8.14: Severe Weather
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Severe weather conditions can occur anywhere, but some area are more susceptible to severe weather than others due to regional geography and climate factors. Severe weather includes strong convective thunderstorms, winter storms (severe cold, blizzards, and ice storms), damaging wind storms and tornadoes, flooding, dust storms, extreme heat, and firestorms.
Atmospheric scientists are constantly monitoring weather conditions to make predictions of potential severe weather conditions (and potential disasters), using ground-based weather observations combined with remote sensing data (satellite, airplane, Doppler radar, etc.). These are combined with historic weather data in order to make weather predictions.
The Federal government has been recording statistics of deaths and property damage due to weather-related activity for many decades. Floods and droughts (with associated famines) have remained the most deadly disasters worldwide. In the United States, extreme heat events and floods remain the numbers 1 and 2 killers (Figure 8.39). Tornadoes are number 3, but they are perhaps the most terrifying because of their unpredictable occurrence and suddenly destructive behavior.
Figure 8.39. NOAA severe weather statistics averages for the United States.
Tornadoes are mobile funnel-shaped rotating vortexes of wind that form and advance beneath large storm systems (Figure 8.40). Tornadoes vary considerably in their destructive power—how strong their winds are, how long they are in contact with the land surface, and the distance they travel. Storm systems can often produce multiple tornadoes (called a tornado outbreak). A single storm cell can sometimes produce multiple tornadoes simultaneously. The 2011 Super Outbreak (April 25-28) produced 392 "confirmed" tornado in 21 states (between Texas and New York) with four rated as F5 tornado on the Fugita tornado intensity scale (see table below).
Fugita Tornado Intensity Scale
|F-Scale #||Wind Speed||Intensity Phrase|
|F0||40-72 mph||light damage - branches off trees, minor damage to roofs|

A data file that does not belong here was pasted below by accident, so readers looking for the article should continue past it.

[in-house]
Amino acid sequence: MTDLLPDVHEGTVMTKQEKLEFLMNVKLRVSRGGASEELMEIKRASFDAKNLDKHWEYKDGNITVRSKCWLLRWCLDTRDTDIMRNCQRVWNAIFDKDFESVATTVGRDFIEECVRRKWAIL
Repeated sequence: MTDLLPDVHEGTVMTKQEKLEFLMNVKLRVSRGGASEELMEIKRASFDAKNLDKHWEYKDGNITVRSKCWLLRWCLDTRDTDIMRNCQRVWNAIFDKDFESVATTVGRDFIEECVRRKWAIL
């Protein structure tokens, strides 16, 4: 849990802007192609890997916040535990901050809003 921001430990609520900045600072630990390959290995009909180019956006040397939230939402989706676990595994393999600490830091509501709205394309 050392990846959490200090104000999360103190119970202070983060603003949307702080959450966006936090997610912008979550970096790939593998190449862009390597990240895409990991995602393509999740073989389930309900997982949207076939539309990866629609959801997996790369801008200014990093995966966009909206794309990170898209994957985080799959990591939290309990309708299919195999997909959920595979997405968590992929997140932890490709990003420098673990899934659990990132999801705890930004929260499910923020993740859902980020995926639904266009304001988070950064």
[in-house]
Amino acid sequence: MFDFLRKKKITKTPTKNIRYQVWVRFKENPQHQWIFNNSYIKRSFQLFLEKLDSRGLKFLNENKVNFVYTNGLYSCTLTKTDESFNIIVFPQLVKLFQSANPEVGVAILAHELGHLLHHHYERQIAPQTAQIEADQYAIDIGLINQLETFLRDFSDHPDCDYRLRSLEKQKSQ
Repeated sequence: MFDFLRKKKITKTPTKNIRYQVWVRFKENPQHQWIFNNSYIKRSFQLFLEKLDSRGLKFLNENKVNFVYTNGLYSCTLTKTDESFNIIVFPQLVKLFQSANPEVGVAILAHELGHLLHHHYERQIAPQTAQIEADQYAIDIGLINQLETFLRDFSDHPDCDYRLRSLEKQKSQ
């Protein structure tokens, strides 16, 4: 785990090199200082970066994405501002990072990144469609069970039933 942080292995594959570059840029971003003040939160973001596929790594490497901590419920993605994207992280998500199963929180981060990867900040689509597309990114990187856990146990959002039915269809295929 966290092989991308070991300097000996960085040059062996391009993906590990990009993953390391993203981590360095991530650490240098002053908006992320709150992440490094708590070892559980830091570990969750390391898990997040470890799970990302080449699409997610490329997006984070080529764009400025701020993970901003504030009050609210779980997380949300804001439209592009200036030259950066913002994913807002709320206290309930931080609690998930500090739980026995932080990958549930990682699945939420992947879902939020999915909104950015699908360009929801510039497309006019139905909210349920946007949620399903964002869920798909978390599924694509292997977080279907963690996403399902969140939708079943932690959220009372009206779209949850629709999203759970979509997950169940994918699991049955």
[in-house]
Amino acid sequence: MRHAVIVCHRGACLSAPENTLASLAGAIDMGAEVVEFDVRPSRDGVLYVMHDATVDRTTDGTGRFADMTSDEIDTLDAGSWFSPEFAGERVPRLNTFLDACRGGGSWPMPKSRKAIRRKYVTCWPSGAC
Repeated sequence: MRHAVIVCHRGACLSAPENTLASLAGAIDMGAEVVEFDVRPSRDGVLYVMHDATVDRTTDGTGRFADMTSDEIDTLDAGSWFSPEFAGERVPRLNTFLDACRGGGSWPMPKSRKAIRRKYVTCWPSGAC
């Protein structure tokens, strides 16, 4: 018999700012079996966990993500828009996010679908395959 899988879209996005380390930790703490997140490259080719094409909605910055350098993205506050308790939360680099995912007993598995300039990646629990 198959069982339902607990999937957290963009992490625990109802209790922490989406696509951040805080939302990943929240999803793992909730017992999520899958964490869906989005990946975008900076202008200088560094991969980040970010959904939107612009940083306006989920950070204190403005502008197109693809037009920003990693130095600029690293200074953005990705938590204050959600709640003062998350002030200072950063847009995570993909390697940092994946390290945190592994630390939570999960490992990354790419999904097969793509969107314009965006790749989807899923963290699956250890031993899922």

|F1||73-112 mph||moderate damage - roof and window damage, mobile homes overturned, cars pushed off roads|
|F2||113-157 mph||significant damage - roofs off homes, mobile homes destroyed, large trees down/uprooted, cars push off roads|
|F3||158-206 mph||severe damage - roofs and walls torn from well constructed homes, most trees uprooted, heavy cars lifted off ground and thrown|
|F4||207-260 mph||devastating damage - well-constructed homes leveled, cars thrown and large object moved like battering missiles|
|F5||261-318 mph||incredible damage - homes lifted off foundations and ripped apart, trees debarked, concrete structures damaged, skyscrapers topple|
|Figure 8.40. this F3 tornado occurred on May 3, 1993 in Oklahoma.||Figure 8.41. Tornado probability map of the United States showing the likelihood of a tornado occur based on historic data for June 23 of any year.|
Figure 8.41 shows a tornado probability map of a typical day (June 23) in the United States based of historical tornado data; data for each day of the year shows that tornado activity in the country varies significantly from season to season and from one region to another. The central Great Plains region is commonly called Tornado Alley because it statistically experiences the greatest number of tornadoes in any given year, but weather and climate data show that trends are changing (as well as better recording of data). The Great Plains and Midwest typically experience clashing air masses—cool and dry air masses that move east from the Rocky Mountains and Canada collide with warm, moist air masses moving north from the Gulf of Mexico and Atlantic regions. When conditions are right, large thunderstorms that display intense convection and rotation can generate vortexes that descend as funnel clouds—these become tornadoes when the start to impact the surface.
Drought is a prolonged period of abnormally low rainfall. Drought conditions commonly lead to other disastrous weather conditions including dust storms, heat waves, and firestorms, all of which can be catastrophic. The worst droughts in US history occurred in the 1930s and 1950s, resulting in Dust Bowl conditions throughout the Great Plains and Midwest that lead to severe economic damage and social upheaval and migrations. Drought periods have alternated with serious flooding in intervening years. Figure 8.27 (above) shows the cyclic nature of droughts and flooding periods for the State of California. During recent droughts, devastating firestorms have ravaged communities throughout the regions around San Diego, Los Angeles, Santa Barbara, San Francisco, and throughout the Sierra Nevada region—as urban development has spread into areas where vegetation is naturally apt to burn on a frequent basis during drought conditions (Figure 8.42). Conversely, flood conditions during wet El Niño years can potentially be more catastrophic to California than drought. Recent investigations into the impact of a California mega-flood event that happened in California in the winter of 1871-1872 suggest that if were a similar event were to happen today it could potentially be the most destructive natural disaster to impact the United States—possibly causing nearly three times as much damage than a great earthquake in the region.
To see information about current and forecasts of regional storm activity see:
NOAA/National Weather Service Storm Prediction Center